Regional District of Nanaimo is instituting Stage 3 watering restrictions for a majority of its water service area customers. Under Stage 3, residents are asked, voluntarily, to reduce water consumption. (News Bulletin file)

Regional District of Nanaimo asks residents to voluntarily reduce their water use

Voluntary Stage 3 restrictions take immediate effect and are in place until further notice

With the current heat wave and increased water demand, Regional District of Nanaimo is trying to curb consumption, instituting Stage 3 watering restrictions for a majority of its water service areas.

Many areas have seen temperatures as high as 35-40 C over the past few days and in a press release, the RDN is requesting residents voluntarily reduce outside water usage, including watering lawns and washing cars and outdoor surfaces, effective immediately.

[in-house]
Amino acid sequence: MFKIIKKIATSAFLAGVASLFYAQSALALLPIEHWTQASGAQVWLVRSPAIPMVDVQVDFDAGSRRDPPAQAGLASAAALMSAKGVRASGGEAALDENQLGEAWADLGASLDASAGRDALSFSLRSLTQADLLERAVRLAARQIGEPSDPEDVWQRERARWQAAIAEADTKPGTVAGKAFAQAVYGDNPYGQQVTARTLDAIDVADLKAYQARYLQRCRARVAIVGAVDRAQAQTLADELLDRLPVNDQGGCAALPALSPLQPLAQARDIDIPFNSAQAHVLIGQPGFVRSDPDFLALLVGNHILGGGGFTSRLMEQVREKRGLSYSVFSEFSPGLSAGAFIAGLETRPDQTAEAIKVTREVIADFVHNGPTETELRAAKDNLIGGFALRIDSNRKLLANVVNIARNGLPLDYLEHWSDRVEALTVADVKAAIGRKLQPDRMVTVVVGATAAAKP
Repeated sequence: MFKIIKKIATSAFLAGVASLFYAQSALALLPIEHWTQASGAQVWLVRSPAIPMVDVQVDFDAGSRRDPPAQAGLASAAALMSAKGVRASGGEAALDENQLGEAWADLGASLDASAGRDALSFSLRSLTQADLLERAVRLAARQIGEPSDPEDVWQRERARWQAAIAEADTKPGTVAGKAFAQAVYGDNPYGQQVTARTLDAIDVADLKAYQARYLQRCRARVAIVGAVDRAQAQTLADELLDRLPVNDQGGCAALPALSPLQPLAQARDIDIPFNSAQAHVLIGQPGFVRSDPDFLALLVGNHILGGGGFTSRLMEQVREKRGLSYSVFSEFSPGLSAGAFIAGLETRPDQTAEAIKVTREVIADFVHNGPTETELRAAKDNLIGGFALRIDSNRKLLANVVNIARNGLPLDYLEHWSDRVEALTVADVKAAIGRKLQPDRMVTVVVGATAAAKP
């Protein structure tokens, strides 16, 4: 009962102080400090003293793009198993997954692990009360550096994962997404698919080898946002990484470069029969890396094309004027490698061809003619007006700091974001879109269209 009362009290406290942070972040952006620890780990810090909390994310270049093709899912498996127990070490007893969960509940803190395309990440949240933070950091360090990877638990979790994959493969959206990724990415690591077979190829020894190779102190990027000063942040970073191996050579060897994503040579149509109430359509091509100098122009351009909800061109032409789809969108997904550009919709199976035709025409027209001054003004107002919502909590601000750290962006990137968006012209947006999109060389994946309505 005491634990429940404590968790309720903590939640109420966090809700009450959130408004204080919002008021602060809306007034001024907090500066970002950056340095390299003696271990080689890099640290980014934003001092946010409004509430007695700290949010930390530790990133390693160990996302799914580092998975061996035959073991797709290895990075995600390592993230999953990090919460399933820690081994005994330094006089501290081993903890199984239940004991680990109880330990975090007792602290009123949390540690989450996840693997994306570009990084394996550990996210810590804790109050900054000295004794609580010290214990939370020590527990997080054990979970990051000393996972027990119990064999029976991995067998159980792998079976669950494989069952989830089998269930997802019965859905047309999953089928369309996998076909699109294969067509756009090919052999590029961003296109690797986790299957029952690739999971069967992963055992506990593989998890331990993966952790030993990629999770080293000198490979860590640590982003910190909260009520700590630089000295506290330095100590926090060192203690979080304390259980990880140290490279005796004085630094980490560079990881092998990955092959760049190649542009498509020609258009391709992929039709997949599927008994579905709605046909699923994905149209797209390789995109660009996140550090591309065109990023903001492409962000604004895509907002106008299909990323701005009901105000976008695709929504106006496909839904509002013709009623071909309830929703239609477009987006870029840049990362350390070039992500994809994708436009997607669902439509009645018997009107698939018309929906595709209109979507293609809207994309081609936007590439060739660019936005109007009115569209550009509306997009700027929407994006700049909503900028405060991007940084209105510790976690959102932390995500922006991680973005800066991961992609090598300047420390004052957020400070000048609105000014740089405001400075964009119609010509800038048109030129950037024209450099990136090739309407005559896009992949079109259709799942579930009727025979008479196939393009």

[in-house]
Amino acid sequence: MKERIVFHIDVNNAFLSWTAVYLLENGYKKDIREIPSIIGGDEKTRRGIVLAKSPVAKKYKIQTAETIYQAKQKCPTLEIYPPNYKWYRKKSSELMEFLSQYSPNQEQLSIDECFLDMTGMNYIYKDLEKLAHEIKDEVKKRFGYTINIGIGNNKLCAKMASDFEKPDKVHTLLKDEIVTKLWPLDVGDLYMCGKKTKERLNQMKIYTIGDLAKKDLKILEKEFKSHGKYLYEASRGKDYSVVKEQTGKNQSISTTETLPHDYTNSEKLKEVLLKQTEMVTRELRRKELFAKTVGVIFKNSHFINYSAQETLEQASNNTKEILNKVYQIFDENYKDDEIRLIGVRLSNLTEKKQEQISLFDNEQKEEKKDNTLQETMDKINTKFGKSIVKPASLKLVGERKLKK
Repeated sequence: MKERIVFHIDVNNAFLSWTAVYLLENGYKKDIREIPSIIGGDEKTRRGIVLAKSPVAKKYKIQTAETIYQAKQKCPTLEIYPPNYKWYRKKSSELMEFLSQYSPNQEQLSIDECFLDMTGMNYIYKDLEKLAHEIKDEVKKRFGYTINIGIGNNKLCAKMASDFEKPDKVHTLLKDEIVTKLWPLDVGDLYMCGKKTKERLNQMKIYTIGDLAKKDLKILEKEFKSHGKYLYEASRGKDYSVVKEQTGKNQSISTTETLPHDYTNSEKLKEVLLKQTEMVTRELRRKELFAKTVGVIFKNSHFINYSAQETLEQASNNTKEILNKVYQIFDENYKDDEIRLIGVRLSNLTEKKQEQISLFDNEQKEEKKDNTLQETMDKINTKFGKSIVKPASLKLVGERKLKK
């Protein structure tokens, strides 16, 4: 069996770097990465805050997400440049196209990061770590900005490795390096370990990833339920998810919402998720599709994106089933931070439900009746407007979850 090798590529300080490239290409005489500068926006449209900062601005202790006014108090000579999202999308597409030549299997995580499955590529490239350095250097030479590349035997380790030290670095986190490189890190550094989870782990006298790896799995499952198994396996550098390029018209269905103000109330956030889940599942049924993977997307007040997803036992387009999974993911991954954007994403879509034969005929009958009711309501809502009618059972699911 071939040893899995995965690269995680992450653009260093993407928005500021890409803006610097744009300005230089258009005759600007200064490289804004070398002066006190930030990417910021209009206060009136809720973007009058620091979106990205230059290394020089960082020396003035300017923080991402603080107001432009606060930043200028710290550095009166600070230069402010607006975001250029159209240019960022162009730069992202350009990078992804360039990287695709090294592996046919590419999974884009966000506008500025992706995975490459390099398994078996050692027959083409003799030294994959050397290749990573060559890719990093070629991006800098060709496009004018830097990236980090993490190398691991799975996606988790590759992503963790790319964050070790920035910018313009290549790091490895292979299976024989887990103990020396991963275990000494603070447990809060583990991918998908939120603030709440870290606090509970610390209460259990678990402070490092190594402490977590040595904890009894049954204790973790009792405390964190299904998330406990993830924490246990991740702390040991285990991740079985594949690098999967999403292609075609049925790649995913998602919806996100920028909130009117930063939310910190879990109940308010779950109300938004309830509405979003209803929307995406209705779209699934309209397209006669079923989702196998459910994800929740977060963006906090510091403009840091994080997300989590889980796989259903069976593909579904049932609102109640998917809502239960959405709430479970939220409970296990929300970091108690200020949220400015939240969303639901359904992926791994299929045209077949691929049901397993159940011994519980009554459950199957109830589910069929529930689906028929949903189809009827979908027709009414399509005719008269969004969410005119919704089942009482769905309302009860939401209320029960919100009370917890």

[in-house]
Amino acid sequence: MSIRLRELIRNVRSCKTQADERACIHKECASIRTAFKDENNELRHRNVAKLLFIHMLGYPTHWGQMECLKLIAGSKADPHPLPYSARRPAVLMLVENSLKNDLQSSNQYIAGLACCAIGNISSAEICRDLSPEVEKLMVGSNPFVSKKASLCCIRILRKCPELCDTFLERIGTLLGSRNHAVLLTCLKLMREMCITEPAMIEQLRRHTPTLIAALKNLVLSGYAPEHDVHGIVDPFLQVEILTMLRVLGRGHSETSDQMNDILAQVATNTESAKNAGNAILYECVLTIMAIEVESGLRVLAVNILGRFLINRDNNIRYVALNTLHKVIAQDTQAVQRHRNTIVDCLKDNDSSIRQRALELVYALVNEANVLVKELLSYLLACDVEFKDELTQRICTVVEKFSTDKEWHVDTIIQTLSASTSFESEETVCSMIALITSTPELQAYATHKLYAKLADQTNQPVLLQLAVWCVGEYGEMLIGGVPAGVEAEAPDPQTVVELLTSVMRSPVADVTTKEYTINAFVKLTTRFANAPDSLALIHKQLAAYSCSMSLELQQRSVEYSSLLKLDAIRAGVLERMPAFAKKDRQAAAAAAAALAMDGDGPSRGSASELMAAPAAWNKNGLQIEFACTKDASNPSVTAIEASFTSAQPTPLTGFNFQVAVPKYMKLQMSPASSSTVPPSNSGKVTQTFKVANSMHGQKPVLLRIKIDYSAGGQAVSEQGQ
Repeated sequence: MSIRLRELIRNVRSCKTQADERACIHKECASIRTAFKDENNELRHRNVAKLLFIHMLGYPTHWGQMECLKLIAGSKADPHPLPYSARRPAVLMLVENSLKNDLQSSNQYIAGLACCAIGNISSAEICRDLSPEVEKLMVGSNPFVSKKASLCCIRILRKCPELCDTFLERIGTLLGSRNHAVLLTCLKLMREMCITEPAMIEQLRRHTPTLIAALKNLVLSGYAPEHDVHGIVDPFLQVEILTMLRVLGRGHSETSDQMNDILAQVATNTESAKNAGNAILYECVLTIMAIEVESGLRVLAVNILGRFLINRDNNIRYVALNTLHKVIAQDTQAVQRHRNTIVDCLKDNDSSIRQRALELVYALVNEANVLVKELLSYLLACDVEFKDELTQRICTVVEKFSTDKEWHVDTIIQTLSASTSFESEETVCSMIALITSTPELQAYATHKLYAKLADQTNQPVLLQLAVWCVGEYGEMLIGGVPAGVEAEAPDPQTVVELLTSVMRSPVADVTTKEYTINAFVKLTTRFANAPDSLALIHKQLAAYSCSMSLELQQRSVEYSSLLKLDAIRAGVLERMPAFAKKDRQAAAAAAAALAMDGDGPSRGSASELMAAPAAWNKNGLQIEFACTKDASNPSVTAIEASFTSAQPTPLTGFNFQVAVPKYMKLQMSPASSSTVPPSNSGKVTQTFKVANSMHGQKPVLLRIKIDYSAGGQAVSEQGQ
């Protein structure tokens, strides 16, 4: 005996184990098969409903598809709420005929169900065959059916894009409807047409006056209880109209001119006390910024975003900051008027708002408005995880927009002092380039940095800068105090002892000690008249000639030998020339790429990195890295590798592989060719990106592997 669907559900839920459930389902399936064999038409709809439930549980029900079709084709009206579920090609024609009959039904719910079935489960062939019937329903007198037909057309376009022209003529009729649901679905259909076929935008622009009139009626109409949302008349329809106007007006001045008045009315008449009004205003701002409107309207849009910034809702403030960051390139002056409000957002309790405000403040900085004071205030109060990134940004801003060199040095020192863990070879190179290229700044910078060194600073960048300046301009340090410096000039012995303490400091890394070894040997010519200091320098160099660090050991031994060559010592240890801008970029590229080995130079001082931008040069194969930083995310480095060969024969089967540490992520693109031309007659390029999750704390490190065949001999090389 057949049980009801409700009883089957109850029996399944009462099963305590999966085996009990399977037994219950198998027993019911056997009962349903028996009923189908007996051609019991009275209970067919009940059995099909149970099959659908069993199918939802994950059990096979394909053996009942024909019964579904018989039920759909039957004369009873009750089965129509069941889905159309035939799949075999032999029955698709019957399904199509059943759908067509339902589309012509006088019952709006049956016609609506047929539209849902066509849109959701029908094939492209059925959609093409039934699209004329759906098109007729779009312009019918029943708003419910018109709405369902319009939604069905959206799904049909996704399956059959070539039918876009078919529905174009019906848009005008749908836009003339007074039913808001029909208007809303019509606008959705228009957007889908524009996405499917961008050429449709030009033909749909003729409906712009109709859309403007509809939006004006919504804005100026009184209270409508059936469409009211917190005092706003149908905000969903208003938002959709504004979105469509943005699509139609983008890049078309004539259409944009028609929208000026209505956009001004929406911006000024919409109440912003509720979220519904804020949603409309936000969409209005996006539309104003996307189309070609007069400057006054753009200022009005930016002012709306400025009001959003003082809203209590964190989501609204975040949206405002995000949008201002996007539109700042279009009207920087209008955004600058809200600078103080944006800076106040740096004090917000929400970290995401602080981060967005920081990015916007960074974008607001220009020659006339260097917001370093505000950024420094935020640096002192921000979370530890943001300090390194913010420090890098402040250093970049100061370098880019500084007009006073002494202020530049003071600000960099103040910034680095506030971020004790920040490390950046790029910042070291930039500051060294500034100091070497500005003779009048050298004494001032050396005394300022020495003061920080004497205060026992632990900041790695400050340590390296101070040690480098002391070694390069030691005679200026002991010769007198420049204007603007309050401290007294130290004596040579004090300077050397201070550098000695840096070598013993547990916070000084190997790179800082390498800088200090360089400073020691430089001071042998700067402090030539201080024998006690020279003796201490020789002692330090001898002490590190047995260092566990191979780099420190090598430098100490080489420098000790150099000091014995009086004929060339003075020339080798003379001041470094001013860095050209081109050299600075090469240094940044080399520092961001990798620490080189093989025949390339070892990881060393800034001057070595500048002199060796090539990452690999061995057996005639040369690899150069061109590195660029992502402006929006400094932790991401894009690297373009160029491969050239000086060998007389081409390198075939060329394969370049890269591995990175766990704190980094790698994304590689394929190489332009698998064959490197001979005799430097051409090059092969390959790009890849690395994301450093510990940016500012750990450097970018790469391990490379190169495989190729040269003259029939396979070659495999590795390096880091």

The RDN suggests this can be accomplished by reducing lawn irrigation by decreasing sprinkler run times and cutting back on the number of watering days. Another way to conserve water is to sweep outdoor surfaces, as opposed to using a power washer or hose and avoid washing vehicles or boats, unless for safety reasons.

If water consumption does not decrease, the RDN said it will move into Stage 4 restrictions, which will see a comprehensive water ban, in order to ensure proper water amounts are available for essential needs, such as fire protection.

Nanoose Bay Peninsula, Englishman River, San Pareil, Surfside, French Creek, Melrose Terrace, Whiskey Creek, Westburne Heights, Descanso Bay Regional Park, Rollo McClay Community Park, Horne Lake Regional Park and Decourcey make up RDN water service areas.

Customers of the Decourcey service area, south of Nanaimo, are already in Stage 4, said the press release.

Stage 3 restrictions will remain in place until further notice, said the RDN.

Stage 3 restrictions do not apply for residents of the City of Nanaimo and District of Lantzville, who can continue to water a maximum of two hours a day, between 7-10 a.m. or 7-10 p.m.

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